To my surprise, I got accepted and, by the next semester, I had six mentees under my wing. The goal of the program was to create a supportive environment for incoming 9th graders, strengthening their relationships with older students to ease the transition to high school.
I made flashcards with different prompts for open-ended conversations about self-care and affirmations. I frequently reminded them that their authentic selves were more than enough. Usually, I participated in the activities, but I didn’t let myself be as vulnerable as they did. At the time, I told myself that it was because I wanted to be the voice of reason or a “strong mentor,” but, deep down, I knew that I lacked their courage.
With one of my mentees—let’s call him John—I felt as though I were talking to a brick wall. He had his headphones blasting music half the time. The other half, he teased some of my other mentees. He rarely agreed to participate in the activities, not even when I turned to bribery, promising pizza parties in exchange for participation. Despite all this, I kept trying. At meetings with other mentors, I sought out their opinions and suggestions on how I could make him eager to participate.
So it came as a surprise when, near the end of the program, John texted me: “Yo I preciate u fr, I just got a lot going on but thank you.” I teared up. I realized that I was legitimately making an impact on my mentees’ lives. I was helping them to see themselves differently.
It also made me feel like a hypocrite. I preached self-love, understanding, and appreciation, but I was not upholding any of those values. I hid who I was in fear of rejection. In search of acceptance, I took on a name and persona that wasn’t true to me. This was the wake-up call I never knew I needed. I realized that I had pent-up sadness and was angry with myself. I had been feeling guilty about leaving Boluwatife behind this whole time. I regretted not giving her the chance that she deserved.
Even though we no longer live with Aunt Viola, and my relationship with her has become rocky, I will always be grateful for the name. However, it was time to restart my relationship with Boluwatife and reclaim the part of me that I had changed to fit my distorted idea of what society would accept.
When my mindset changed, so did my ability to see the good in my name. I thought that flying 5,250 miles away from the land where it came from had caused its light and power to dim, but I was wrong. Now, I see that the name Boluwatife gives me the opportunity to choose for myself what path I take in life—the path that suits me best. Bearers of the name are said to overcome turbulence, after all. I used to wonder why I was so unlucky, why I couldn’t have a “normal”-sounding name. But I can’t and shouldn’t dim myself to fit into a crowd.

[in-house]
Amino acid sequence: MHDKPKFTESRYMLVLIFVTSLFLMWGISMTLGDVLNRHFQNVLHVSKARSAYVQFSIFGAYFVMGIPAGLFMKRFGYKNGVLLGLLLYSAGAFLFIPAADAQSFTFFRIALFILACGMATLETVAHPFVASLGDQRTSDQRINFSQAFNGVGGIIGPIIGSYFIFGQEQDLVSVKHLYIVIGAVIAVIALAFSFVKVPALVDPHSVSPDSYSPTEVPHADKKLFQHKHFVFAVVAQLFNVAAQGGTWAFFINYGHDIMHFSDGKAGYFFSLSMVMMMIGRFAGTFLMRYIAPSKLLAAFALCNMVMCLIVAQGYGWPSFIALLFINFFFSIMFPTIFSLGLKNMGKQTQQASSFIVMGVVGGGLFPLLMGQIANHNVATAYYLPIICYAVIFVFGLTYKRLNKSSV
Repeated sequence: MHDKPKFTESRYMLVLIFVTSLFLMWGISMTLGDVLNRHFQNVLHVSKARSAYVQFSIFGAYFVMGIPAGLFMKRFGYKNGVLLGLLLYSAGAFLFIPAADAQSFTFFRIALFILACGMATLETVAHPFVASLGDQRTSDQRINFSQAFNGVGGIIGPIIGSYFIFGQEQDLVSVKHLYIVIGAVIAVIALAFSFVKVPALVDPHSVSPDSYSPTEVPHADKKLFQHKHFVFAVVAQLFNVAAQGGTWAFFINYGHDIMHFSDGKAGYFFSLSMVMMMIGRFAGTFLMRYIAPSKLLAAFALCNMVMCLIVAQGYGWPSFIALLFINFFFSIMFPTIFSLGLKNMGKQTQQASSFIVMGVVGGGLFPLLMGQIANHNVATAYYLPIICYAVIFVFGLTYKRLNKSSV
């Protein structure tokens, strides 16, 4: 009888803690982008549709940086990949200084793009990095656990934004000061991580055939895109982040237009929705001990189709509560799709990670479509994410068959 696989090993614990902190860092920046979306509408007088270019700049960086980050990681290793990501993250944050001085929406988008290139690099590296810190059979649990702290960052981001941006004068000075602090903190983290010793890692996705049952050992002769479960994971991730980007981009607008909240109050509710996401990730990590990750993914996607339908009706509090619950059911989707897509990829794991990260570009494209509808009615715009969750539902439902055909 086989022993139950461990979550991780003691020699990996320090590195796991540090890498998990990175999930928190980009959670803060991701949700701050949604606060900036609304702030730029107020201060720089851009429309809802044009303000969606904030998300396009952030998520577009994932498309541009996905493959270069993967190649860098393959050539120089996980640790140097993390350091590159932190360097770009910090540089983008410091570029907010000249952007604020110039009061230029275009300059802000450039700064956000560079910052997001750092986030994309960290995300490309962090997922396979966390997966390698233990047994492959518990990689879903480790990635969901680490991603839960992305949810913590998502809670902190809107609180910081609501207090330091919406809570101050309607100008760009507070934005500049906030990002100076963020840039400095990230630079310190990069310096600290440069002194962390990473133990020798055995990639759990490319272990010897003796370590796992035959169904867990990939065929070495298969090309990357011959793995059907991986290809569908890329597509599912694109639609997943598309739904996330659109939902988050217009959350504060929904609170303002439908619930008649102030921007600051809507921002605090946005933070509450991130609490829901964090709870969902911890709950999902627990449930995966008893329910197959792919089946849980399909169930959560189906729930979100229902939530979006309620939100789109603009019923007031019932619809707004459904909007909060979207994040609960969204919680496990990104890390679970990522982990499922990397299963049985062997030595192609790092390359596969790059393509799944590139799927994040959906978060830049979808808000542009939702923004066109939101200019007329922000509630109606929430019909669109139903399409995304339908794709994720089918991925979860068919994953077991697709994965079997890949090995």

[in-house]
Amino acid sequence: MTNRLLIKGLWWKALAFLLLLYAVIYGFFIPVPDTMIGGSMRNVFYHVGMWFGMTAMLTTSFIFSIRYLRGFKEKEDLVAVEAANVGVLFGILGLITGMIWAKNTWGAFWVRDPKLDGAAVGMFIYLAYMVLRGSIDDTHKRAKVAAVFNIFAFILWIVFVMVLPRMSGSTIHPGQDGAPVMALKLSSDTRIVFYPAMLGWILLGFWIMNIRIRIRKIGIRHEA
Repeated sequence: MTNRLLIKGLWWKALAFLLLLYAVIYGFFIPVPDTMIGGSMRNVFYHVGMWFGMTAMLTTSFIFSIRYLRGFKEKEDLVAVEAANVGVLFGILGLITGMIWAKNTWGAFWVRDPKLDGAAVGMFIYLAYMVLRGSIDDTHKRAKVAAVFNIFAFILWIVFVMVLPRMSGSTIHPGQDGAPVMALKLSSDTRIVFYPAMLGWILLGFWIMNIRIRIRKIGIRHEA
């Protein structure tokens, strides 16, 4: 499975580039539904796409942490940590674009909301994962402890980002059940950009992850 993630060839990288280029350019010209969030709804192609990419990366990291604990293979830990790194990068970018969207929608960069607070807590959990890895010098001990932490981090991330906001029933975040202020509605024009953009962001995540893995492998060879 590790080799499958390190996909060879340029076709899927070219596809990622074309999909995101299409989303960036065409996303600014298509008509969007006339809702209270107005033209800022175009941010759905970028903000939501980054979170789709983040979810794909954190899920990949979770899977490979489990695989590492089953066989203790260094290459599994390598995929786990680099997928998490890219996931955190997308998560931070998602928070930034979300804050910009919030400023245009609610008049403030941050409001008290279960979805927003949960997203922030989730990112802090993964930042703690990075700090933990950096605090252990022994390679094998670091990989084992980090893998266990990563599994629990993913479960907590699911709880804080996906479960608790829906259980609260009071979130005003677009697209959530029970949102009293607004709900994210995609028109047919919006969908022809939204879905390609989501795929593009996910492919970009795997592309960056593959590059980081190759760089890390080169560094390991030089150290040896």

During the first year of the pandemic and my last year of high school, one of my cousins started calling me “Tife” (pronounced “tea-fe,” with the “fe” like the “fe” in fennel). I liked it so much that I decided to switch my name from Viola to Tife on WhatsApp. My family noticed this shift and also started calling me “Tife.” They even stopped introducing me as Viola.
At first, I worried that choosing to go by Tife contradicted my renewed relationship with my full name. Then, I realized that Tife is a nickname, no different than Liz for Elizabeth. As the name bearer, I get to have them both.
Recently, for the first time in eight years, I introduced myself as Tife to a group of fellow writers. It felt like I was introducing a reformed version of myself, one that was new, even to me. The wave of confidence surging with my name felt right. These writers were understanding, frequently asking for the proper pronunciation of my name, making sure I was comfortable with their best shot at it. I realize that not every person I meet will treat my name’s pronunciation with such patience, but I will conform no more. My name is Boluwatife Ogunbodede.